Czech Radio has launched a new 24-hour station specialising in programmes about science, technology, and nature. Called "Leonardo", the station now broadcasts on the internet and as of October along with other Czech Radio stations it will be available in digital form in the DVB-T system. Leonardo is one of Czech Radio's four digital projects, along with the news station "Radio Cesko", the classical music channel "D dur" and a youth channel due to start broadcasting at the end of 2005.
In related news, Czech president Vaclav Klaus has called the Unipetrol case "serious" although he did stress on Thursday he wasn't drawing conclusions. The leader of the opposition right-of-centre Civic Democrats, Mirek Topolanek, meanwhile, called on the prime minister in a letter to make public all documentation compiled by Polish officials. In Mr Topolanek's view recent developments have "cast doubt" on the transparency of the Unipetrol sale earlier this year.
September 1st meant "back to school" for 1.4 million Czech pupils, after their two-month summer holiday. This year some 88,500 entered the first grade, while around 139,000 students began high school. Education Minister Petra Buzkova paid a visit to a primary school in the Central Bohemian town of Melnik, while Czech president Vaclav Klaus visited two schools in the South Bohemian town of Pisek.
Officials from Poland's public prosecutor's office have said it is likely the office will seek to question Czech politicians in connection with the privatisation of the Czech petrochemical company Unipetrol earlier this year. The Czech Republic's stake in Unipetrol was bought by Poland's PKN Orlen concern. In recent days reports as well as video footage have surfaced linking the former head of the Czech government office, Zdenek Dolezel, with a possible bribe in the sale of Unipetrol, a charge he has denied. Now, according to unofficial sources, the Polish public prosecutor's office would like to question two high-standing Czech politicians in connection with the sale: Czech Finance Minister Bohumil Sobotka and former prime-minister Stanislav Gross.
A number of insurance experts in the Czech Republic have indicated in a new survey (conducted by the CTK news agency) that recent floods in Central and Eastern Europe, as well as the devastating Hurricane Katrina in the U.S., could have a wider impact in raising home insurance rates - both in the Czech Republic as well as abroad - next year. According to observers Hurricane Katrina alone will hit global insurance companies hard, and in the survey experts say companies may choose to compensate for damages of around 26 billion US dollars by raising rates on different markets.
The Finance Ministry has announced that government ministers are demanding 61 billion crowns (2.5 billion dollars) more than has been approved in the state budget proposal for 2006. In July the cabinet approved a draft budget with a deficit of 76.4 billion crowns. The cabinet is expected to approve the state budget bill for 2006 in September. After that, the bill will go to the lower house of parliament.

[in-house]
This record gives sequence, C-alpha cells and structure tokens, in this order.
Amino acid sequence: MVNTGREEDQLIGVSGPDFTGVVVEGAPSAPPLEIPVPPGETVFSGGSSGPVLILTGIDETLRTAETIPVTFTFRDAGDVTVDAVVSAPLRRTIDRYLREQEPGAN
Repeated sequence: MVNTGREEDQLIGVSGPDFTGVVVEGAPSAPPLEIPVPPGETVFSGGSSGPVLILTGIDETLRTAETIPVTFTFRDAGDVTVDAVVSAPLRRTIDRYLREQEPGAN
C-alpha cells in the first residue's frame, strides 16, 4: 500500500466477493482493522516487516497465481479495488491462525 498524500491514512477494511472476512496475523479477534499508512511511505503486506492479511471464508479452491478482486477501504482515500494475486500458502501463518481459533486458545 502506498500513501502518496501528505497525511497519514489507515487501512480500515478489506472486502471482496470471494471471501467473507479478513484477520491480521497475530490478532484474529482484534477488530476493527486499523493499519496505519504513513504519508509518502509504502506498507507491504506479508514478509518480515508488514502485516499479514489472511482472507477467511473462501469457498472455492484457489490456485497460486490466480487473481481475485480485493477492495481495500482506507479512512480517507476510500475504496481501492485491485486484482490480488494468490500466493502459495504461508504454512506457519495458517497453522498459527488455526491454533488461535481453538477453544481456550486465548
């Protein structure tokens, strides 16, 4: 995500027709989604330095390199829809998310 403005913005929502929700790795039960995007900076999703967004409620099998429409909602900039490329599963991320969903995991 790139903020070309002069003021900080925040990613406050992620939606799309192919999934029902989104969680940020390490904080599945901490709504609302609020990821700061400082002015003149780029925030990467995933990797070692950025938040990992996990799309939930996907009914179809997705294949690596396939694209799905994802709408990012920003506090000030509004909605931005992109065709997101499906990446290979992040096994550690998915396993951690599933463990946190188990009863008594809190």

The leading American scholar of Czech theatre, Professor Emeritus of Theatre at the University at Albany, Jarka Burian, has died at the age of 78 in the United States. Jarka Burian was born in 1927 to a Czech family living in New York. He served at the University of Albany from 1955 to 1993, and also taught at Cornell, Berkeley and a number of other universities. He published many books on Czech theatre. His work "Modern Czech Theatre: Reflector and Conscience of a Nation", published in 2000, was described as the definitive historical and critical study of Czech theatre of the last century."
The Czech government has approved a bankruptcy bill that should facilitate bankruptcies and increase creditors' powers. The Czech Republic has long been criticised for its existing bankruptcy legislation with proceedings dragging on for years and creditors in the end receiving only 17 percent of their claims, the lowest percentage in the EU. Bankruptcies in the Czech Republic by far exceed settlement with creditors. Some 4,000 petitions for bankruptcy are filed every year in the Czech Republic, while the cases of settlement number just several dozen.
The last two Jas-39 Gripen supersonic fighter jets ordered by the Czech government from Sweden have arrived in the Czech Republic, completing the replacement of the country's ageing fleet of Soviet MiGs. The Gripens will be leased for 10 years for almost 20 billion crowns (850 million dollars), after which the country has an option to buy them or return them to Sweden. The Czech Republic is the first NATO country to employ Gripens in its air-force. Hungary will start using them next year. Poland opted for US F-16s and Slovakia will modernise Russian-made MiG-29s.
The famous astronomical clock on Prague's Old Town Square will be out of order for a couple of months. From September to mid-November experts will carry out maintenance work on the clockwork, dial and the decorative wooden statues. The cost of the repair work is estimated at 2.5 million crowns (100,000 dollars). The clock was made in the 15th century by clockmakers Mikulas of Kadan and Hanus of Ruze.